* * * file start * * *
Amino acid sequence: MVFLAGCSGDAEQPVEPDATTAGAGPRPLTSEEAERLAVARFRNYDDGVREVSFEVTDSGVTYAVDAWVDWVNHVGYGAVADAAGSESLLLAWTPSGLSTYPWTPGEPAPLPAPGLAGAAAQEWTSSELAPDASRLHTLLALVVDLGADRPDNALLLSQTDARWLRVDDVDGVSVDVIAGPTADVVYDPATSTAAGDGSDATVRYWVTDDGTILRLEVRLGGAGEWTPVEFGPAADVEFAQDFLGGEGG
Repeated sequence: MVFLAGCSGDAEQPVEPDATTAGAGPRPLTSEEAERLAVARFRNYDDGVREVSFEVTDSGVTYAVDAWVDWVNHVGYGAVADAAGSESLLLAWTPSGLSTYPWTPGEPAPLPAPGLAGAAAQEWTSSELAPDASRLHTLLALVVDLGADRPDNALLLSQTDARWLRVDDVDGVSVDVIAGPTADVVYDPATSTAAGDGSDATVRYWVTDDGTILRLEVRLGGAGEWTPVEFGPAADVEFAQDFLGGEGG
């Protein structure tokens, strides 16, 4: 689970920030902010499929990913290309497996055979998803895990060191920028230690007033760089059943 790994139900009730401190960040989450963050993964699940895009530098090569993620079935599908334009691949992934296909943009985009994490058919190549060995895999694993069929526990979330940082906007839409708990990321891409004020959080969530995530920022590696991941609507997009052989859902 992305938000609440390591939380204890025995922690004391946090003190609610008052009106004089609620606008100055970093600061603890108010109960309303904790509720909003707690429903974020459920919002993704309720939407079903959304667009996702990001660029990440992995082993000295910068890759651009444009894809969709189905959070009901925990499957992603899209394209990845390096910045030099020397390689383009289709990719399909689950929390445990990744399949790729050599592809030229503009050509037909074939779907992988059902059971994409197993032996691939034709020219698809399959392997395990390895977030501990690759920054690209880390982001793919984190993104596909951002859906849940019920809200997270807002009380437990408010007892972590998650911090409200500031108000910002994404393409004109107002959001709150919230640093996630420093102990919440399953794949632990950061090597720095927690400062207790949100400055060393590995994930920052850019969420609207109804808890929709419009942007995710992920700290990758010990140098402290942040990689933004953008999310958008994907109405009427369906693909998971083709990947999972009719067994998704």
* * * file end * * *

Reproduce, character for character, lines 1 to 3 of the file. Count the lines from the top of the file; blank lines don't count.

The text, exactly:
Amino acid sequence: MVFLAGCSGDAEQPVEPDATTAGAGPRPLTSEEAERLAVARFRNYDDGVREVSFEVTDSGVTYAVDAWVDWVNHVGYGAVADAAGSESLLLAWTPSGLSTYPWTPGEPAPLPAPGLAGAAAQEWTSSELAPDASRLHTLLALVVDLGADRPDNALLLSQTDARWLRVDDVDGVSVDVIAGPTADVVYDPATSTAAGDGSDATVRYWVTDDGTILRLEVRLGGAGEWTPVEFGPAADVEFAQDFLGGEGG
Repeated sequence: MVFLAGCSGDAEQPVEPDATTAGAGPRPLTSEEAERLAVARFRNYDDGVREVSFEVTDSGVTYAVDAWVDWVNHVGYGAVADAAGSESLLLAWTPSGLSTYPWTPGEPAPLPAPGLAGAAAQEWTSSELAPDASRLHTLLALVVDLGADRPDNALLLSQTDARWLRVDDVDGVSVDVIAGPTADVVYDPATSTAAGDGSDATVRYWVTDDGTILRLEVRLGGAGEWTPVEFGPAADVEFAQDFLGGEGG
């Protein structure tokens, strides 16, 4: 689970920030902010499929990913290309497996055979998803895990060191920028230690007033760089059943 790994139900009730401190960040989450963050993964699940895009530098090569993620079935599908334009691949992934296909943009985009994490058919190549060995895999694993069929526990979330940082906007839409708990990321891409004020959080969530995530920022590696991941609507997009052989859902 992305938000609440390591939380204890025995922690004391946090003190609610008052009106004089609620606008100055970093600061603890108010109960309303904790509720909003707690429903974020459920919002993704309720939407079903959304667009996702990001660029990440992995082993000295910068890759651009444009894809969709189905959070009901925990499957992603899209394209990845390096910045030099020397390689383009289709990719399909689950929390445990990744399949790729050599592809030229503009050509037909074939779907992988059902059971994409197993032996691939034709020219698809399959392997395990390895977030501990690759920054690209880390982001793919984190993104596909951002859906849940019920809200997270807002009380437990408010007892972590998650911090409200500031108000910002994404393409004109107002959001709150919230640093996630420093102990919440399953794949632990950061090597720095927690400062207790949100400055060393590995994930920052850019969420609207109804808890929709419009942007995710992920700290990758010990140098402290942040990689933004953008999310958008994907109405009427369906693909998971083709990947999972009719067994998704």